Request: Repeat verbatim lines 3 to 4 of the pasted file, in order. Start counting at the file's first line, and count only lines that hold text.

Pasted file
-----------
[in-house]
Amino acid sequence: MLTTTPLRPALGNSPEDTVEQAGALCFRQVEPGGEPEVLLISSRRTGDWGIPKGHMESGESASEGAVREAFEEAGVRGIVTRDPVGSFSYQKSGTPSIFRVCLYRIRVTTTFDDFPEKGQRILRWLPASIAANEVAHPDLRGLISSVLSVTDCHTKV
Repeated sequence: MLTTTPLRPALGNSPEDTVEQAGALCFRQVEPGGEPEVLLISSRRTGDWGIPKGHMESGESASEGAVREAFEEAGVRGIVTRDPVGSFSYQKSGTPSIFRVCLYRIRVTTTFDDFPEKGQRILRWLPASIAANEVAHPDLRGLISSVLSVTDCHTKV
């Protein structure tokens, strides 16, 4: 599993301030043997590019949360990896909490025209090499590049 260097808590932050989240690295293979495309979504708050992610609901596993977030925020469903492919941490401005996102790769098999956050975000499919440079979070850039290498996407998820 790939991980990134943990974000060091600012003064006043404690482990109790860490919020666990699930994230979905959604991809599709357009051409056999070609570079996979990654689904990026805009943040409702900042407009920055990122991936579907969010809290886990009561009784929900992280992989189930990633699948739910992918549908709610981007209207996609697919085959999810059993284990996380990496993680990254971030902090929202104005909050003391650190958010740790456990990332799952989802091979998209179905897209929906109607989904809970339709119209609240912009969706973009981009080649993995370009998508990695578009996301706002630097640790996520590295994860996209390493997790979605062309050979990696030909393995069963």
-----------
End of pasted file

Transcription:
Repeated sequence: MLTTTPLRPALGNSPEDTVEQAGALCFRQVEPGGEPEVLLISSRRTGDWGIPKGHMESGESASEGAVREAFEEAGVRGIVTRDPVGSFSYQKSGTPSIFRVCLYRIRVTTTFDDFPEKGQRILRWLPASIAANEVAHPDLRGLISSVLSVTDCHTKV
């Protein structure tokens, strides 16, 4: 599993301030043997590019949360990896909490025209090499590049 260097808590932050989240690295293979495309979504708050992610609901596993977030925020469903492919941490401005996102790769098999956050975000499919440079979070850039290498996407998820 790939991980990134943990974000060091600012003064006043404690482990109790860490919020666990699930994230979905959604991809599709357009051409056999070609570079996979990654689904990026805009943040409702900042407009920055990122991936579907969010809290886990009561009784929900992280992989189930990633699948739910992918549908709610981007209207996609697919085959999810059993284990996380990496993680990254971030902090929202104005909050003391650190958010740790456990990332799952989802091979998209179905897209929906109607989904809970339709119209609240912009969706973009981009080649993995370009998508990695578009996301706002630097640790996520590295994860996209390493997790979605062309050979990696030909393995069963």